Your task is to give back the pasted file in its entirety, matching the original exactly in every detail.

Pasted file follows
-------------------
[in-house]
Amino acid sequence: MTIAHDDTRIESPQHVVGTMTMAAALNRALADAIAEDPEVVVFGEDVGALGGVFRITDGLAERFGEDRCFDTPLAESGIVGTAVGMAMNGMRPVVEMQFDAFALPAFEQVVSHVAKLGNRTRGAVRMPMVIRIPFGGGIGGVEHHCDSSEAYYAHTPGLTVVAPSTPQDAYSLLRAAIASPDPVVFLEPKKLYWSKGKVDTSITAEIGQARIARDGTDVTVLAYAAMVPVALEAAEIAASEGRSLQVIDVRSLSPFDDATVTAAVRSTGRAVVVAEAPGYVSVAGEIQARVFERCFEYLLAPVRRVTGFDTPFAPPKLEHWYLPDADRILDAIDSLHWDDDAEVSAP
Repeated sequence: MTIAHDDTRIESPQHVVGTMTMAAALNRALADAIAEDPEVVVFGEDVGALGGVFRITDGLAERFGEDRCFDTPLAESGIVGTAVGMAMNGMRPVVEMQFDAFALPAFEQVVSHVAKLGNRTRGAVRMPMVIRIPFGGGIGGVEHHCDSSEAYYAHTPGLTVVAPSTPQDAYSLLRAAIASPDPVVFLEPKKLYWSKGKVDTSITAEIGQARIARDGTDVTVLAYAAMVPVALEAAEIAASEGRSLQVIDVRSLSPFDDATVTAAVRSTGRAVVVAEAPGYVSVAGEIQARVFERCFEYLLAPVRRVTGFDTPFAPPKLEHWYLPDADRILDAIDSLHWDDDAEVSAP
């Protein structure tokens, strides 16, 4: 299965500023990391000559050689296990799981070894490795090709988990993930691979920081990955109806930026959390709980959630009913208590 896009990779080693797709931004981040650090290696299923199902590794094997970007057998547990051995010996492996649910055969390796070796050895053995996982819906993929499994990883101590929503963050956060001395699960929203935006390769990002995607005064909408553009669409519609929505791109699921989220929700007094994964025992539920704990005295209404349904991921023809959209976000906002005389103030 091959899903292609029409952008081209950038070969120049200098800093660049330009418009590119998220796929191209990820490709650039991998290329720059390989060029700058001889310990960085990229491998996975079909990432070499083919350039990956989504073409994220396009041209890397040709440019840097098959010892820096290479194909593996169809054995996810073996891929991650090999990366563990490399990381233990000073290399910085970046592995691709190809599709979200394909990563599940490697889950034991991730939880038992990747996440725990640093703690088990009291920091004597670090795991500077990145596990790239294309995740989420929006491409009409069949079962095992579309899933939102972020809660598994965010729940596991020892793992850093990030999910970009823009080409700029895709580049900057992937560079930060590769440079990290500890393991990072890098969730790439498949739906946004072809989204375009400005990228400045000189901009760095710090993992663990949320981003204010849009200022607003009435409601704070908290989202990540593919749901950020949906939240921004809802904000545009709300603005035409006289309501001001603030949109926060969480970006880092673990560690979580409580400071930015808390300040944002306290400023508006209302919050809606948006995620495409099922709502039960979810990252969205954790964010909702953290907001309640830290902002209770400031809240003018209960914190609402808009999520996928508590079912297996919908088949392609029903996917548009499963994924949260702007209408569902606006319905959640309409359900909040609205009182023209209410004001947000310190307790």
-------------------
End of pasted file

[in-house]
Amino acid sequence: MTIAHDDTRIESPQHVVGTMTMAAALNRALADAIAEDPEVVVFGEDVGALGGVFRITDGLAERFGEDRCFDTPLAESGIVGTAVGMAMNGMRPVVEMQFDAFALPAFEQVVSHVAKLGNRTRGAVRMPMVIRIPFGGGIGGVEHHCDSSEAYYAHTPGLTVVAPSTPQDAYSLLRAAIASPDPVVFLEPKKLYWSKGKVDTSITAEIGQARIARDGTDVTVLAYAAMVPVALEAAEIAASEGRSLQVIDVRSLSPFDDATVTAAVRSTGRAVVVAEAPGYVSVAGEIQARVFERCFEYLLAPVRRVTGFDTPFAPPKLEHWYLPDADRILDAIDSLHWDDDAEVSAP
Repeated sequence: MTIAHDDTRIESPQHVVGTMTMAAALNRALADAIAEDPEVVVFGEDVGALGGVFRITDGLAERFGEDRCFDTPLAESGIVGTAVGMAMNGMRPVVEMQFDAFALPAFEQVVSHVAKLGNRTRGAVRMPMVIRIPFGGGIGGVEHHCDSSEAYYAHTPGLTVVAPSTPQDAYSLLRAAIASPDPVVFLEPKKLYWSKGKVDTSITAEIGQARIARDGTDVTVLAYAAMVPVALEAAEIAASEGRSLQVIDVRSLSPFDDATVTAAVRSTGRAVVVAEAPGYVSVAGEIQARVFERCFEYLLAPVRRVTGFDTPFAPPKLEHWYLPDADRILDAIDSLHWDDDAEVSAP
């Protein structure tokens, strides 16, 4: 299965500023990391000559050689296990799981070894490795090709988990993930691979920081990955109806930026959390709980959630009913208590 896009990779080693797709931004981040650090290696299923199902590794094997970007057998547990051995010996492996649910055969390796070796050895053995996982819906993929499994990883101590929503963050956060001395699960929203935006390769990002995607005064909408553009669409519609929505791109699921989220929700007094994964025992539920704990005295209404349904991921023809959209976000906002005389103030 091959899903292609029409952008081209950038070969120049200098800093660049330009418009590119998220796929191209990820490709650039991998290329720059390989060029700058001889310990960085990229491998996975079909990432070499083919350039990956989504073409994220396009041209890397040709440019840097098959010892820096290479194909593996169809054995996810073996891929991650090999990366563990490399990381233990000073290399910085970046592995691709190809599709979200394909990563599940490697889950034991991730939880038992990747996440725990640093703690088990009291920091004597670090795991500077990145596990790239294309995740989420929006491409009409069949079962095992579309899933939102972020809660598994965010729940596991020892793992850093990030999910970009823009080409700029895709580049900057992937560079930060590769440079990290500890393991990072890098969730790439498949739906946004072809989204375009400005990228400045000189901009760095710090993992663990949320981003204010849009200022607003009435409601704070908290989202990540593919749901950020949906939240921004809802904000545009709300603005035409006289309501001001603030949109926060969480970006880092673990560690979580409580400071930015808390300040944002306290400023508006209302919050809606948006995620495409099922709502039960979810990252969205954790964010909702953290907001309640830290902002209770400031809240003018209960914190609402808009999520996928508590079912297996919908088949392609029903996917548009499963994924949260702007209408569902606006319905959640309409359900909040609205009182023209209410004001947000310190307790």